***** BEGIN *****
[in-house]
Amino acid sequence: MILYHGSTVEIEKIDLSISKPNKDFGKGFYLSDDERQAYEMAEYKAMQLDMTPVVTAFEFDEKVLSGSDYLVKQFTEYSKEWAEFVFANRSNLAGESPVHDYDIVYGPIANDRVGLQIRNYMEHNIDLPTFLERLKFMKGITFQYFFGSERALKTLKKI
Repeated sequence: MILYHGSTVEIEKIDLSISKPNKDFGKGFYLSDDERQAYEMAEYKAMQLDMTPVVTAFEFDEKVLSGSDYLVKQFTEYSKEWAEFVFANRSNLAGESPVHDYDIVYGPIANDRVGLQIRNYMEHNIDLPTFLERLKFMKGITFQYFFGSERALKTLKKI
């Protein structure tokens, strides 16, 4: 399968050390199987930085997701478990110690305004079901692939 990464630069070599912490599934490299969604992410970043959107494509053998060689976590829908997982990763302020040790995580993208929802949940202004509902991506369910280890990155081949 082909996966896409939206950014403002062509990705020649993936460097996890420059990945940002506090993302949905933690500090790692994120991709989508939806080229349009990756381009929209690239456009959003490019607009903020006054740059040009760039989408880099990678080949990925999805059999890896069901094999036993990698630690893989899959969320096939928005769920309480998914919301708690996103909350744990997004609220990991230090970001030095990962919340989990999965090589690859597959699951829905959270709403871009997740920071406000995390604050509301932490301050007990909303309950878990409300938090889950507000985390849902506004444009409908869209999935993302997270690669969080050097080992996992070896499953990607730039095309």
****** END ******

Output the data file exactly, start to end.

[in-house]
Amino acid sequence: MILYHGSTVEIEKIDLSISKPNKDFGKGFYLSDDERQAYEMAEYKAMQLDMTPVVTAFEFDEKVLSGSDYLVKQFTEYSKEWAEFVFANRSNLAGESPVHDYDIVYGPIANDRVGLQIRNYMEHNIDLPTFLERLKFMKGITFQYFFGSERALKTLKKI
Repeated sequence: MILYHGSTVEIEKIDLSISKPNKDFGKGFYLSDDERQAYEMAEYKAMQLDMTPVVTAFEFDEKVLSGSDYLVKQFTEYSKEWAEFVFANRSNLAGESPVHDYDIVYGPIANDRVGLQIRNYMEHNIDLPTFLERLKFMKGITFQYFFGSERALKTLKKI
């Protein structure tokens, strides 16, 4: 399968050390199987930085997701478990110690305004079901692939 990464630069070599912490599934490299969604992410970043959107494509053998060689976590829908997982990763302020040790995580993208929802949940202004509902991506369910280890990155081949 082909996966896409939206950014403002062509990705020649993936460097996890420059990945940002506090993302949905933690500090790692994120991709989508939806080229349009990756381009929209690239456009959003490019607009903020006054740059040009760039989408880099990678080949990925999805059999890896069901094999036993990698630690893989899959969320096939928005769920309480998914919301708690996103909350744990997004609220990991230090970001030095990962919340989990999965090589690859597959699951829905959270709403871009997740920071406000995390604050509301932490301050007990909303309950878990409300938090889950507000985390849902506004444009409908869209999935993302997270690669969080050097080992996992070896499953990607730039095309």